A sea swallow feeding on the tentacles of a blue button in Coffs Harbour, New South Wales, Australia
© Gary Bell/Minden Picture
What are these creatures?
No, this isn't a still image from a sci-fi space opera. We're offshore of Coffs Harbour, New South Wales, Australia, watching a Glaucus atlanticus, aka 'sea swallow' or 'blue sea dragon,' snack on the poisonous tentacles of a Porpita porpita, aka 'blue button.' At the tips of the blue button's tentacles are stinging cells called nematocysts, but the venom doesn't deter the sea swallow. Instead, once the sea swallow ingests the blue button's poison, it stores the venom in the tips of its own feather-like fingers called papillae. Would-be predators should think twice before biting the sea swallow. The poison concentrated in its papillae can kill a predator in seconds. If you come across either of these creatures washed ashore, don't touch! While the stings aren't deadly to humans, they can cause skin irritation.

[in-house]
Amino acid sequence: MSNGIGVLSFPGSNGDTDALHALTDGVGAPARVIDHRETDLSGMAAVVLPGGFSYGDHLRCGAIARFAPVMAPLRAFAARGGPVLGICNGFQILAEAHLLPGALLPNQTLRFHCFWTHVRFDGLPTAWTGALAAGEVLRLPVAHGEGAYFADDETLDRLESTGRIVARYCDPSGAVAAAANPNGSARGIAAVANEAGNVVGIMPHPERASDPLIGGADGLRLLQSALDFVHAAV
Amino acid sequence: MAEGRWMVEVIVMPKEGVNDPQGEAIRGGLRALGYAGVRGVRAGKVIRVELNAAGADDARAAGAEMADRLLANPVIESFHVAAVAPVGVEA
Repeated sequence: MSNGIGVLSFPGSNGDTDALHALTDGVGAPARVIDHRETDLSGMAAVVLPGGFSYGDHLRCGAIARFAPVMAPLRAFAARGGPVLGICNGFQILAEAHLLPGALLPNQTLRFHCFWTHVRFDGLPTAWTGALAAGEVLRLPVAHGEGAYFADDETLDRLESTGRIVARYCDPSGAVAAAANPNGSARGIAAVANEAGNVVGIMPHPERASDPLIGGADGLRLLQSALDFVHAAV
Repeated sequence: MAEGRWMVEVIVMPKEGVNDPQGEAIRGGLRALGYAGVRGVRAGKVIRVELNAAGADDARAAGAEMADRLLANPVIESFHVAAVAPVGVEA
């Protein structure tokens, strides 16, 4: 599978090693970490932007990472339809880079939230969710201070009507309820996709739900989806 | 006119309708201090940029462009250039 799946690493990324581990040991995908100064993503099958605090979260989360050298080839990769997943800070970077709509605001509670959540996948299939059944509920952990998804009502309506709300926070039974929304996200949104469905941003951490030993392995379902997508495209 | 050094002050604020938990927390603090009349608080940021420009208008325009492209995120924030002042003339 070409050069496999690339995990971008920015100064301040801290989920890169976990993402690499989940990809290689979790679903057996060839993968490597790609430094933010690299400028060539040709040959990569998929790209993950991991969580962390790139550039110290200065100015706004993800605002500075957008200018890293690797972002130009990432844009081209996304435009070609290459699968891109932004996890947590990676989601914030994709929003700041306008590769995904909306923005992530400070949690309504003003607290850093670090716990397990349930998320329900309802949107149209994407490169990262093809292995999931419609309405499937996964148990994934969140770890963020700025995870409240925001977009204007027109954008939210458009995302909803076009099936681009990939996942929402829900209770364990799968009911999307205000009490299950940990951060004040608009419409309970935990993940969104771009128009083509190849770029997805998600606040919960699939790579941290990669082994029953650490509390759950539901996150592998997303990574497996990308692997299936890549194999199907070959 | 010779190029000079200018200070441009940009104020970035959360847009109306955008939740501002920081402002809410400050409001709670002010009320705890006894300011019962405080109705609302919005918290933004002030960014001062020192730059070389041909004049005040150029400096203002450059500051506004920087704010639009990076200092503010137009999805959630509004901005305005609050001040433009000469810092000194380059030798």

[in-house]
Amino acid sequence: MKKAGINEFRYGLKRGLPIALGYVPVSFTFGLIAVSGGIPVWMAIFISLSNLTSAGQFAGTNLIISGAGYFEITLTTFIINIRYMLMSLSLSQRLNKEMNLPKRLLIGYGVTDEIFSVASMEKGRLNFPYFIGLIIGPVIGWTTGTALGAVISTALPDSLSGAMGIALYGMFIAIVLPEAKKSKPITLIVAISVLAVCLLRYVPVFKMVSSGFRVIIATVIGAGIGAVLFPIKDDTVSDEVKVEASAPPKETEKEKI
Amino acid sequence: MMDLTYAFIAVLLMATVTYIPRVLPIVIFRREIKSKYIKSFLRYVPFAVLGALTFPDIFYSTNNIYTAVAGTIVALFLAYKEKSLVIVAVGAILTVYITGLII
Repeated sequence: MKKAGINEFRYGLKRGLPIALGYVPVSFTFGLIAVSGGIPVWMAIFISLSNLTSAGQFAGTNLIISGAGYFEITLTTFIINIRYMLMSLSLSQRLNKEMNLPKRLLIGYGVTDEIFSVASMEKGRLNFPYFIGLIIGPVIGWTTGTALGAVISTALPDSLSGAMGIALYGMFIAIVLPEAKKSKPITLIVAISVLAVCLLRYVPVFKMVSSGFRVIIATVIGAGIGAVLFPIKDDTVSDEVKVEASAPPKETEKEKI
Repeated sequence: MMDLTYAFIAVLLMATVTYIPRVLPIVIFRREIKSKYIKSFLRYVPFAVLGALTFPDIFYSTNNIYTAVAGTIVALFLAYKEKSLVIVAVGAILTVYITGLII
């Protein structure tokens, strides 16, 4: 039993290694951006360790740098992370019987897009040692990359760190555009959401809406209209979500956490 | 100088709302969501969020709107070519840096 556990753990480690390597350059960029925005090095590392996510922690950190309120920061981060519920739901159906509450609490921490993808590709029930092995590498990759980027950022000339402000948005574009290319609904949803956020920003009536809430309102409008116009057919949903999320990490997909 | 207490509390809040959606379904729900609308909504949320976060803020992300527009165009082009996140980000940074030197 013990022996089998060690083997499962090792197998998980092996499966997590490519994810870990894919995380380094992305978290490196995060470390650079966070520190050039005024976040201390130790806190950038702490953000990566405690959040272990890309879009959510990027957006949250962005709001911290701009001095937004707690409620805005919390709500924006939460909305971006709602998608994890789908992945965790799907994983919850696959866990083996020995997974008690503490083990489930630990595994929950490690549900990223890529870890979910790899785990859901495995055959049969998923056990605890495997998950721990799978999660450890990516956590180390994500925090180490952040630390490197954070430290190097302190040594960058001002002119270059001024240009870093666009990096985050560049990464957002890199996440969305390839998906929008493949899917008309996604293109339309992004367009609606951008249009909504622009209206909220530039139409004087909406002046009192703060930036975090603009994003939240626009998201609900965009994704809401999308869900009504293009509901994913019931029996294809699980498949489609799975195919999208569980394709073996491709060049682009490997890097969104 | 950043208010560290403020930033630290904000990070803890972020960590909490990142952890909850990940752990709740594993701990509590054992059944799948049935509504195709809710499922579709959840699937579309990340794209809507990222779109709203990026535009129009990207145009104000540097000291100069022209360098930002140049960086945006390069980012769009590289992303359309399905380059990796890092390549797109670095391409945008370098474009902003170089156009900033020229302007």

You can't tell from this picture, but both of these sea creatures are tiny (about an inch long) and get around by floating on ocean currents. They're both also vibrant shades of blue to help camouflage them from predators. Of course, camouflage didn't keep this blue button safe from the sea swallow. Dinner time!